An athame is, quite simply, a ceremonial knife.
You can obtain an athame from a specialist magical shop, but as I said before, any knife – even a letter opener – will do, although it should preferably have a silver-colored blade.
Athames are traditionally double-edged and black-handled, but a single-edged blade is better if you are new to magick, to avoid unintentional cuts.
There is a vast array of scouting and craft knives available, with black wooden handles on which you can engrave magical symbols such as your zodiacal and planetary glyphs with a pyrographic set obtained from an art shop.
You can also paint moons, stars, spirals, suns, or crosses with silver paint.
The athame is set in the East of the altar and represents the element of Air. Like the sword, it is traditionally used for drawing magical circles on the ground and directing magical Air energies into a symbol.
When you are casting a circle, you can point your athame diagonally towards the ground, so that you do not need to stoop to draw (which is not very elegant and bad for the back).
With practice, the movement becomes as graceful as with a sword.
The athame can also be used as a conductor of energy, especially in solitary rituals, being held above the head with both hands to draw down light and energy into the body.
This uses the same principle as that of arching your arms over your head to create a light body.
One method of releasing the power is then to bring the athame down with a swift, cutting movement, horizontally at waist level, then thrust it away from the body and upwards once more to release this power.
If others are present, direct the athame towards the center of the circle.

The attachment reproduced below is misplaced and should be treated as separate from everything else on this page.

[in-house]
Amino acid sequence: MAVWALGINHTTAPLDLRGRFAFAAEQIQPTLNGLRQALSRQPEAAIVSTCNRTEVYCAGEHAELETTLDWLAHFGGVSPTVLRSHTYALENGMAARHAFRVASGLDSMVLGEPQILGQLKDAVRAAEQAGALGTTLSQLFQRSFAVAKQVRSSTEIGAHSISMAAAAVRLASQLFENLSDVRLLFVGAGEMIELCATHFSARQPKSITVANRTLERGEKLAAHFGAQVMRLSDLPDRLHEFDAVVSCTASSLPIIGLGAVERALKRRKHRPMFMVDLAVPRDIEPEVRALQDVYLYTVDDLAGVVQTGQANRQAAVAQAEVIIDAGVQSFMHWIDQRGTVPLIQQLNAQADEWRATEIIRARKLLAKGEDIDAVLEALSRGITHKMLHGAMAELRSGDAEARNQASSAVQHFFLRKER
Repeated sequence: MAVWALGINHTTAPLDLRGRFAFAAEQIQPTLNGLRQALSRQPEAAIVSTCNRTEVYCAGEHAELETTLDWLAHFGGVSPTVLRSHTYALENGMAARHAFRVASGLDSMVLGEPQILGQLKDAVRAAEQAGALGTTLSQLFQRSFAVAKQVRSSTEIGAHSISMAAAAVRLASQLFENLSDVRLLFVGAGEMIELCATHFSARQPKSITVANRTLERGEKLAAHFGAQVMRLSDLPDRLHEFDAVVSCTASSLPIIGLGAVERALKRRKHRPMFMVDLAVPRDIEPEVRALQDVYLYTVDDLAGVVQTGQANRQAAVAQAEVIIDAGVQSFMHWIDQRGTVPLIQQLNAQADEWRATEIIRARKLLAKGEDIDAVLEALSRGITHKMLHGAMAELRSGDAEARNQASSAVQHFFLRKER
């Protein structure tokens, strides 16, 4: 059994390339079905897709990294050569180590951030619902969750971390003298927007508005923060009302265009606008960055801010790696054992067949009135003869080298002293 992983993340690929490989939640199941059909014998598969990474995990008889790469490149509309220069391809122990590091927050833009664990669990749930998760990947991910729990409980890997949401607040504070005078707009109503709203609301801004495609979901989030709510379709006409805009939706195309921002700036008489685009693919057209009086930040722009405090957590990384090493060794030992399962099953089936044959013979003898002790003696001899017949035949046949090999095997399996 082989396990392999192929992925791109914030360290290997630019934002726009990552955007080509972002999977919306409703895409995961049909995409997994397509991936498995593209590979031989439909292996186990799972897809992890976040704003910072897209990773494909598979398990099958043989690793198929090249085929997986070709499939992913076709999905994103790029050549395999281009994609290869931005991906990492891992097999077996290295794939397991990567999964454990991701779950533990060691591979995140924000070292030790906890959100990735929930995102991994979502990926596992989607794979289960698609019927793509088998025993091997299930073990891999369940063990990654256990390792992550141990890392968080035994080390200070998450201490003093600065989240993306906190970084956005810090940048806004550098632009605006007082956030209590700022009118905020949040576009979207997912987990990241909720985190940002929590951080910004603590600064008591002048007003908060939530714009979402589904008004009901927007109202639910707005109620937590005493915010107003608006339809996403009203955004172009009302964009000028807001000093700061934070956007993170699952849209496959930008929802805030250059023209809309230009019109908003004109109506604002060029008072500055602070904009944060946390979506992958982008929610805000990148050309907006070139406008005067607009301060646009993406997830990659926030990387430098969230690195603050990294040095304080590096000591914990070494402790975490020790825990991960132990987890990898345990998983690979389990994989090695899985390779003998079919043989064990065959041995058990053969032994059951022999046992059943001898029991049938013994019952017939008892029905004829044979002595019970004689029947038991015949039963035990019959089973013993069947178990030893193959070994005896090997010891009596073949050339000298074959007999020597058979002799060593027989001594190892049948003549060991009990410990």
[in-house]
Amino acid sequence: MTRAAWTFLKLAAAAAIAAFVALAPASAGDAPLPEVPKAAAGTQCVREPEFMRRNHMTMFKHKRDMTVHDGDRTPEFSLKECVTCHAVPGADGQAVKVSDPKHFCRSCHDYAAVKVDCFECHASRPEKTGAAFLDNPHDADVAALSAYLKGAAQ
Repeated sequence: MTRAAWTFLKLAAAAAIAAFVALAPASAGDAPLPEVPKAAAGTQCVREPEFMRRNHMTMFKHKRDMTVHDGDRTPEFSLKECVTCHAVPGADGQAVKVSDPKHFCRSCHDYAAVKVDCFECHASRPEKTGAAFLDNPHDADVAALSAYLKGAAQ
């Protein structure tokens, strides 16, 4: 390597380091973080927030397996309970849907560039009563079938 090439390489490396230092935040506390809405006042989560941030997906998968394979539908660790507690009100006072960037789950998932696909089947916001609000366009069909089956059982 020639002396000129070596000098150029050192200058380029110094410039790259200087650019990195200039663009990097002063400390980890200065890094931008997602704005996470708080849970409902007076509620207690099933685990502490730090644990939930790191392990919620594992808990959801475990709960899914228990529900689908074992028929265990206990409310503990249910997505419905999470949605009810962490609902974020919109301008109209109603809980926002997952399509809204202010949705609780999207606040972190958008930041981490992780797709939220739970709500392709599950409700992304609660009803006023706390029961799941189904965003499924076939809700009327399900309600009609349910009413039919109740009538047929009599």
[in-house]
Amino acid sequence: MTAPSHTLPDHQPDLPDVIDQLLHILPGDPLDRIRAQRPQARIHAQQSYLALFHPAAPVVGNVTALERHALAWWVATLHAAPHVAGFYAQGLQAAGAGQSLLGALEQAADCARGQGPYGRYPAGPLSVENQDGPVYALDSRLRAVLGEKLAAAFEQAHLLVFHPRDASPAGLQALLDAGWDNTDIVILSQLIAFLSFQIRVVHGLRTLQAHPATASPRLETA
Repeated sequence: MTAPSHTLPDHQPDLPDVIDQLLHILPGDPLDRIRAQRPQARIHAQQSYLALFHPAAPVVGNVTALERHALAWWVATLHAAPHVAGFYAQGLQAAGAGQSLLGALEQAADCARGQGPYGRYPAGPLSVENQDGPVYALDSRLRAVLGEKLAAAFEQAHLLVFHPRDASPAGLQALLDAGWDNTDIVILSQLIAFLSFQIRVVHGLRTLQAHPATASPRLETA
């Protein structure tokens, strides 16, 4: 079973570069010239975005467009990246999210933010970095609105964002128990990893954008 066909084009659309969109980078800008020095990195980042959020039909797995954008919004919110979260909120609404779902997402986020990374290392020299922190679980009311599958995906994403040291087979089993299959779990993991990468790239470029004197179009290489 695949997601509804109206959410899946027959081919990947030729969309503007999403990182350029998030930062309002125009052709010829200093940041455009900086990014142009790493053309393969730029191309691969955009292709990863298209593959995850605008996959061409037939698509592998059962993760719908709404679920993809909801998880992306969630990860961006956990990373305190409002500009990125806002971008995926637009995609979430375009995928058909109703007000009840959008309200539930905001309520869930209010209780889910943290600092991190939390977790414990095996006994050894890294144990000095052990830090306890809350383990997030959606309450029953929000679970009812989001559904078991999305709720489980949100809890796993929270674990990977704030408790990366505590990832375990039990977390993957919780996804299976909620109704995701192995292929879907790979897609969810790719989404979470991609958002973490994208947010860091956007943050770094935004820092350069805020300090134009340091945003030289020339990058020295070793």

After the ritual, you can drain excess energies by pointing the athame to the ground.
An athame may be used to invoke the elemental Guardian Spirits by drawing a pentagram in the air and for closing down the elemental energies after the ritual.
With its cutting steel of Mars, it is effective in power, matters of the mind, change, action, justice, banishing magick, protection, and for cutting through inertia and stagnation.
The athame is sometimes also associated with the Fire element.
If you don’t like the idea of a full-sized athame, there are some lovely paper knives in the shape of swords or with animal or birds’ heads.
Some covens give each of their members a tiny athame, to be used for drawing down energies during ceremonies.
The main athame is used by the person leading the ritual who may draw the circle, open all four quarters and close them after the ritual.
An athame with a white handle is used for cutting wands, harvesting herbs for magick or healing, carving the traditional Samhain jack-o’-lantern, and etching runes, and other magical or astrological symbols on candles and talismans.
Some practitioners believe that you should never use metal for cutting herbs but instead pull them up, shred them and pound them in a mortar and pestle, kept for the purpose.
Pearl-handled athames are considered to be especially magical.